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Refeeding Hypophosphatemia in Hospitalized Adolescents With Anorexia Nervosa

  • The Society for Adolescent Health and Medicine

      Abstract

      Refeeding hypophosphatemia in hospitalized adolescents with anorexia nervosa is correlated with degree of malnutrition, with a high index of suspicion for severely malnourished patients (<70% median body mass index). Weight history (greater magnitude or rate of weight loss prior to admission) regardless of presentation weight has also been associated with lower serum phosphate. Higher energy meal-based refeeding starting at 2,000 kcal has not been shown to be associated with higher rates of refeeding hypophosphatemia than the traditional standard of care, lower energy refeeding. Further research is needed to identify risk factors for refeeding hypophosphatemia and develop optimal delivery methods (oral vs. enteral), macronutrient content, and electrolyte replacement strategies to optimize weight gain without increasing the risk for refeeding hypophosphatemia.

      Position of the Society for Adolescent Health and Medicine

      Among hospitalized adolescents with anorexia nervosa (AN), those with severe malnutrition are at the highest risk for developing refeeding hypophosphatemia. The incidence of refeeding hypophosphatemia is not associated with higher caloric refeeding (starting at 2,000 kcal) in moderately malnourished patients.

      Statement of the Problem

      Refeeding syndrome describes the clinical and metabolic derangements that can occur during the refeeding of a malnourished patient. First described more than 70 years ago, refeeding syndrome occurs in conditions associated with malnutrition [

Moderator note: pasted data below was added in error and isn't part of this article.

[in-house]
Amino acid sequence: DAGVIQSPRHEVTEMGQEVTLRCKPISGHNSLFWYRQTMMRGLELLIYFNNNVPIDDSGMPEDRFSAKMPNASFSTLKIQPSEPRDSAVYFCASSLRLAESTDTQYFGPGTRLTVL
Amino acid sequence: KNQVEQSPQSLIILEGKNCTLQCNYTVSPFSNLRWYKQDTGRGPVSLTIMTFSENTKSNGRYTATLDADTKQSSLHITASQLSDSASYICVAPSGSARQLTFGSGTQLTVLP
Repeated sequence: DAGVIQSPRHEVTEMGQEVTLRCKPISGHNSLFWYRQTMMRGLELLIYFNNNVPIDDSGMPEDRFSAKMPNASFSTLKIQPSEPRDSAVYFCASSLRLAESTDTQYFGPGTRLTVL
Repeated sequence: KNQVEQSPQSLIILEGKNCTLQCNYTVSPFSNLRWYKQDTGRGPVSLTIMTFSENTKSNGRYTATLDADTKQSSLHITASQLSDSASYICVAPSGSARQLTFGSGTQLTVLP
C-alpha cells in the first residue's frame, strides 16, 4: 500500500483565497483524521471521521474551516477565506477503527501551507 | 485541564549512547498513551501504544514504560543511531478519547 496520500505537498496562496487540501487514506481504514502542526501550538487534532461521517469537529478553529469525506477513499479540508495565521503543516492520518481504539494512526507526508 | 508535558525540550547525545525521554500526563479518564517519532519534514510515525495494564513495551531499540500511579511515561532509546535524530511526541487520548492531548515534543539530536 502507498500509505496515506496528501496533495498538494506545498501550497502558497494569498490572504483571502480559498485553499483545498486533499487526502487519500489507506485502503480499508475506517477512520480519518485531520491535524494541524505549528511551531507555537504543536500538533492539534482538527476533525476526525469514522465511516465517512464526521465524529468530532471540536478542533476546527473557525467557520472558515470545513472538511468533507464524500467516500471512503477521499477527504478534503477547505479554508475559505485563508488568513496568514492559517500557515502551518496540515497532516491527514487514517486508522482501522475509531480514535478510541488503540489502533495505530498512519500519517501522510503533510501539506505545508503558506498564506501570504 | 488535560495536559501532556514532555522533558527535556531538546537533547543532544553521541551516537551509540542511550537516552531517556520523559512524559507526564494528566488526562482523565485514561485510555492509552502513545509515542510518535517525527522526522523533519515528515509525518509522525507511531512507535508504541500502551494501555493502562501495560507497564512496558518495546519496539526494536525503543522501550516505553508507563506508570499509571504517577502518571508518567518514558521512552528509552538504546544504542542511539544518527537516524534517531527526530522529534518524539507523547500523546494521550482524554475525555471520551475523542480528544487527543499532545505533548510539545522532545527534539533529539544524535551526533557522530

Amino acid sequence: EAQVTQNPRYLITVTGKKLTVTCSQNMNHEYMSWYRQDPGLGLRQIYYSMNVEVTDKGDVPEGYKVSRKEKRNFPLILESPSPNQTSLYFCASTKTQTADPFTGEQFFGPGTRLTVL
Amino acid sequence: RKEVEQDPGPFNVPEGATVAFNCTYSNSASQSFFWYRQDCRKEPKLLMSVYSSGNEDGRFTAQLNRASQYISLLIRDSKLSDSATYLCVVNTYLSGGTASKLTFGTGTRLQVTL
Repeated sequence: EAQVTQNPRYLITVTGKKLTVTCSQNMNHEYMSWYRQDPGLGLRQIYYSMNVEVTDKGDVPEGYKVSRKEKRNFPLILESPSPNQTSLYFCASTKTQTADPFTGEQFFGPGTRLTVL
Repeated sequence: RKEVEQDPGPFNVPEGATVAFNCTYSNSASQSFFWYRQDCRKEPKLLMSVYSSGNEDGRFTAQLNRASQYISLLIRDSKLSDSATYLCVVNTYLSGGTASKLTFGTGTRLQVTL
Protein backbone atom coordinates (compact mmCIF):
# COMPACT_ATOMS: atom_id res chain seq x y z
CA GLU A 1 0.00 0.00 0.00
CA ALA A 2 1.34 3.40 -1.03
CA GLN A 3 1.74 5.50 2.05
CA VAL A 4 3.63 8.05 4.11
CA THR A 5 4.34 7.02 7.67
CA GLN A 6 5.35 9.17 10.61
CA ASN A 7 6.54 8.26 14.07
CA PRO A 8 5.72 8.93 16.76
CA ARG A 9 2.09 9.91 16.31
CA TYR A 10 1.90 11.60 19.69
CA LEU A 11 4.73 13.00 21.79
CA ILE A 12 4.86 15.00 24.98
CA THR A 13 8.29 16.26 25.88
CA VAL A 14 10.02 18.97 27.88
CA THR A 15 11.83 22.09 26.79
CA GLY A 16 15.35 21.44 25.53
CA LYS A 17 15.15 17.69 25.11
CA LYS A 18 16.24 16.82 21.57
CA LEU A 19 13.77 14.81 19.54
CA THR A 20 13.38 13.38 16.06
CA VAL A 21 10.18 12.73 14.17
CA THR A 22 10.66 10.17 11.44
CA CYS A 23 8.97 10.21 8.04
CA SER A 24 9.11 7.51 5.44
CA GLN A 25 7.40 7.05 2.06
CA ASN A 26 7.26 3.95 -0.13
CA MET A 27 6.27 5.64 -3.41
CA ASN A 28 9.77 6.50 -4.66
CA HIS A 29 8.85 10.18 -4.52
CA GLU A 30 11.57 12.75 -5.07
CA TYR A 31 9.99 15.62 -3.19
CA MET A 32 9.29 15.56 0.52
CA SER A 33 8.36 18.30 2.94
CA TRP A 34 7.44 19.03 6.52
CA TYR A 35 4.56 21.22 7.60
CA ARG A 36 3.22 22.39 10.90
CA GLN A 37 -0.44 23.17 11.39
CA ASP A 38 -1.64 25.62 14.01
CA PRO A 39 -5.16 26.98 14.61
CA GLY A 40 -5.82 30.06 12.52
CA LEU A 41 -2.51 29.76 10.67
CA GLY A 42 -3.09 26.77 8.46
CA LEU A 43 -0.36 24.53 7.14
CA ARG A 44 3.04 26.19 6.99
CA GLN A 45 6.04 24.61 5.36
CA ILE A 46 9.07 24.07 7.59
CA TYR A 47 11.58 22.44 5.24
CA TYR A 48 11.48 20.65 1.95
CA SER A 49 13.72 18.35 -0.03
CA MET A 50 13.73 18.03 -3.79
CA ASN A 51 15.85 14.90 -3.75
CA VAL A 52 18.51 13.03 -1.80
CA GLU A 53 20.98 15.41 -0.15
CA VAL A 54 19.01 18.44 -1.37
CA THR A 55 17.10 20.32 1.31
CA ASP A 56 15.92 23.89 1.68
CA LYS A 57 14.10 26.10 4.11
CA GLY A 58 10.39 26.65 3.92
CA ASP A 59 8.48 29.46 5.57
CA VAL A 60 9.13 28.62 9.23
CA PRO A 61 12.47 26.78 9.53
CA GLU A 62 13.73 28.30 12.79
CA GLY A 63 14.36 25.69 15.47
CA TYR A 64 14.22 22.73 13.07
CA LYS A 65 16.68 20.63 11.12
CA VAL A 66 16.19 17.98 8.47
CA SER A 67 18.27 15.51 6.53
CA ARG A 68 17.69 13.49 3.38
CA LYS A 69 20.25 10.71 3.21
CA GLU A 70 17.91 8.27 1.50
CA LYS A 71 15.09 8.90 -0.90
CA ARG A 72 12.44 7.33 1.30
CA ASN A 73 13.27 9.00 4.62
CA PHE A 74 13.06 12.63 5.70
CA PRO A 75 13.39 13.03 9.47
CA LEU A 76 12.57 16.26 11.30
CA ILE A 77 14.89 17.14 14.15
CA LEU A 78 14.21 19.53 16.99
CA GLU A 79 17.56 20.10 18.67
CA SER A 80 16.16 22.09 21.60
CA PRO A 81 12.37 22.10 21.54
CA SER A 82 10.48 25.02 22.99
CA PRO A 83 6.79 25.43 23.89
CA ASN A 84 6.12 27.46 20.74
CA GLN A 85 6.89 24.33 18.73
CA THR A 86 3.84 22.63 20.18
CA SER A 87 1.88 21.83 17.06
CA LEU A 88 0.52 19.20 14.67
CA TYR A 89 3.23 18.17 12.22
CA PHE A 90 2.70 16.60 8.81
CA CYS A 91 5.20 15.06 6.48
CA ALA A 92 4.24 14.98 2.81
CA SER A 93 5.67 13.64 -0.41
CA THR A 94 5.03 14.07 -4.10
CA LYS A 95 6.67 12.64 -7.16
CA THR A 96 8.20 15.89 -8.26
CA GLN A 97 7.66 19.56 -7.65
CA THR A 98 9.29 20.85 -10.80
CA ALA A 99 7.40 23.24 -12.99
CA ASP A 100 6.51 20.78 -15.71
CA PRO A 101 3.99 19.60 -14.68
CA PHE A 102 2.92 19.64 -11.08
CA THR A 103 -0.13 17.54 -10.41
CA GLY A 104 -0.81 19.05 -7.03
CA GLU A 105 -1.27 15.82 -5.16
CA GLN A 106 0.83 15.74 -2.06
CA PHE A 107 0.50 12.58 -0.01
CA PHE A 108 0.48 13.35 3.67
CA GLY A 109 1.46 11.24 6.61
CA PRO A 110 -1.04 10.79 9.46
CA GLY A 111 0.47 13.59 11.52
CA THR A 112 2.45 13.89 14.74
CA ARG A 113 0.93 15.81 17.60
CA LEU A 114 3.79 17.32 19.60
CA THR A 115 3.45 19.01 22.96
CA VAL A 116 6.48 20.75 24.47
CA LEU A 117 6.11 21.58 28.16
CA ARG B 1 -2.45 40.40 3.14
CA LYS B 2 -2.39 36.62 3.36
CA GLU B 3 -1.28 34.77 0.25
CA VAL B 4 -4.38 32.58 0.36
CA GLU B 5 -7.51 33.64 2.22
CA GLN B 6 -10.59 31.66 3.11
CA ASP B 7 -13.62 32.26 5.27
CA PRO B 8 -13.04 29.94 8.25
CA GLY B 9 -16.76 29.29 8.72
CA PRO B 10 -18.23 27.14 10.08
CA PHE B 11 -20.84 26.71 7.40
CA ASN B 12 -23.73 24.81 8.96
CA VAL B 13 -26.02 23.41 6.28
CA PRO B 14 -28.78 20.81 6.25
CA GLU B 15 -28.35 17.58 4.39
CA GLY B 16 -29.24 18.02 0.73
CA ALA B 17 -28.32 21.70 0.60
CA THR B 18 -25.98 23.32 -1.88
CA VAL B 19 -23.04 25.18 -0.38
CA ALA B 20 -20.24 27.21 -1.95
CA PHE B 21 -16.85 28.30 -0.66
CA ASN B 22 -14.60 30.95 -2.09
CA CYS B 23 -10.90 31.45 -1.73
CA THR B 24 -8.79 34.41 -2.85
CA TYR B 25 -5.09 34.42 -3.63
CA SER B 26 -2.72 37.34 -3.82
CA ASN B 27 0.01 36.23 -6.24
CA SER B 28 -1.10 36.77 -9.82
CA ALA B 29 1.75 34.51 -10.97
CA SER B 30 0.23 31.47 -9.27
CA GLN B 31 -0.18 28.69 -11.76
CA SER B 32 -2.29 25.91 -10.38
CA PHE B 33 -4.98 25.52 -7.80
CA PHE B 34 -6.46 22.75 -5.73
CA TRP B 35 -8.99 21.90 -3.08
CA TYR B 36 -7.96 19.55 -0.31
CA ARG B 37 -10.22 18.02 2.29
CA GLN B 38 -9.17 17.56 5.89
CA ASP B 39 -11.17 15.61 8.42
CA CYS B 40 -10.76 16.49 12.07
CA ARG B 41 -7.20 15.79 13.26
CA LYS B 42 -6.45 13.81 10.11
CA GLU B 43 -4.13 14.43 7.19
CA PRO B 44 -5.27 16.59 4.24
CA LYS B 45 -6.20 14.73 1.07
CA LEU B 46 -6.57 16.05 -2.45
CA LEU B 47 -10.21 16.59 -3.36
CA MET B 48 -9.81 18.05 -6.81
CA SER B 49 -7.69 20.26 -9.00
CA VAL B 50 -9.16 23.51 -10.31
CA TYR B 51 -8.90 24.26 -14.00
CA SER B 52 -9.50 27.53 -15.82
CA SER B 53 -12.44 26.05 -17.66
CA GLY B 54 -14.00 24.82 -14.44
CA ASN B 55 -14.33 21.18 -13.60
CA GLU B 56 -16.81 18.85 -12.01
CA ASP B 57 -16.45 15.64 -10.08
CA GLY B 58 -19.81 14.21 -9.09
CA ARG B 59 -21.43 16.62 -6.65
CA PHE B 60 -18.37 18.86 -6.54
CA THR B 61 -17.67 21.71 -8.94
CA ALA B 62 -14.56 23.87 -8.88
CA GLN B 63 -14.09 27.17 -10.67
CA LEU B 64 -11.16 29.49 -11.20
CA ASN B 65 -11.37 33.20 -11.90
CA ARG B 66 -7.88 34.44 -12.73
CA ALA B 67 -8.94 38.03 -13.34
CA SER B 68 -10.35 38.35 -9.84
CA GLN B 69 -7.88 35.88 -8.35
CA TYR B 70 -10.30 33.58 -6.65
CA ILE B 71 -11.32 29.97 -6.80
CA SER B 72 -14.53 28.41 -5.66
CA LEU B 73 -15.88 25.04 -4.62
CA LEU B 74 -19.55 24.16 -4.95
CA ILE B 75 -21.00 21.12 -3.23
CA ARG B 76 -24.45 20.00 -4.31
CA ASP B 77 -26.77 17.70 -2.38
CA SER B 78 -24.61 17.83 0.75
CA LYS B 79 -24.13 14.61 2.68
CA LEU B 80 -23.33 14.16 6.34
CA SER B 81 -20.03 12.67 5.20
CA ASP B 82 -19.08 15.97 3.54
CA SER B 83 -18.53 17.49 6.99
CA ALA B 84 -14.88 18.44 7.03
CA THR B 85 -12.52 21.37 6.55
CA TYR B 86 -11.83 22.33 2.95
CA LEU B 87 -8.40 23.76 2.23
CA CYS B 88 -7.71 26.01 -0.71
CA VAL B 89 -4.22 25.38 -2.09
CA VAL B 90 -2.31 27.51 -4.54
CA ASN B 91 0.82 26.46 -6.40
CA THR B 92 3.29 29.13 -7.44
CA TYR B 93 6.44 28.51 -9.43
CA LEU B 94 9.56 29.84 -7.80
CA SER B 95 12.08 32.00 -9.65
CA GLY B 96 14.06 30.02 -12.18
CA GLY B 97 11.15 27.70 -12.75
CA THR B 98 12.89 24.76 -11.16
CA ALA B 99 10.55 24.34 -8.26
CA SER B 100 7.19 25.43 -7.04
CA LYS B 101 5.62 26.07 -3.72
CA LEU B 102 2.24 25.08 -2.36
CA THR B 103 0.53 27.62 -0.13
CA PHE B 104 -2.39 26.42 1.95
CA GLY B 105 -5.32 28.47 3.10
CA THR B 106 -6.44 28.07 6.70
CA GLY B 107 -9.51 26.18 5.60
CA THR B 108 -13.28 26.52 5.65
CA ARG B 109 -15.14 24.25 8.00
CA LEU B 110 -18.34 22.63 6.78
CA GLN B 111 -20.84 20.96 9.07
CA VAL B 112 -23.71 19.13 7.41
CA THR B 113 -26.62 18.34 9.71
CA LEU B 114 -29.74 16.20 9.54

• Hayek M.E.
      • Eisenberg P.G.
      Severe hypophosphatemia following the institution of enteral feedings.
      ,
      • Maier-Dobersberger T.
      • Lochs H.
      Enteral supplementation of phosphate does not prevent hypophosphatemia during refeeding of cachectic patients.
      ,
      • Mezoff A.G.
      • Gremse D.A.
      • Farrell M.K.
      Hypophosphatemia in the nutritional recovery syndrome.
      ,
      • da Silva J.S.V.
      • Seres D.S.
      • Sabino K.
      • et al.
      ASPEN consensus recommendations for refeeding syndrome.
      ] including AN. Refeeding syndrome is complex and consists of a variety of metabolic and clinical features. To date, there is no universally accepted definition for refeeding syndrome [
      • Friedli N.
      • Stanga Z.
      • Sobotka L.
      • et al.
      Revisiting the refeeding syndrome: Results of a systematic review.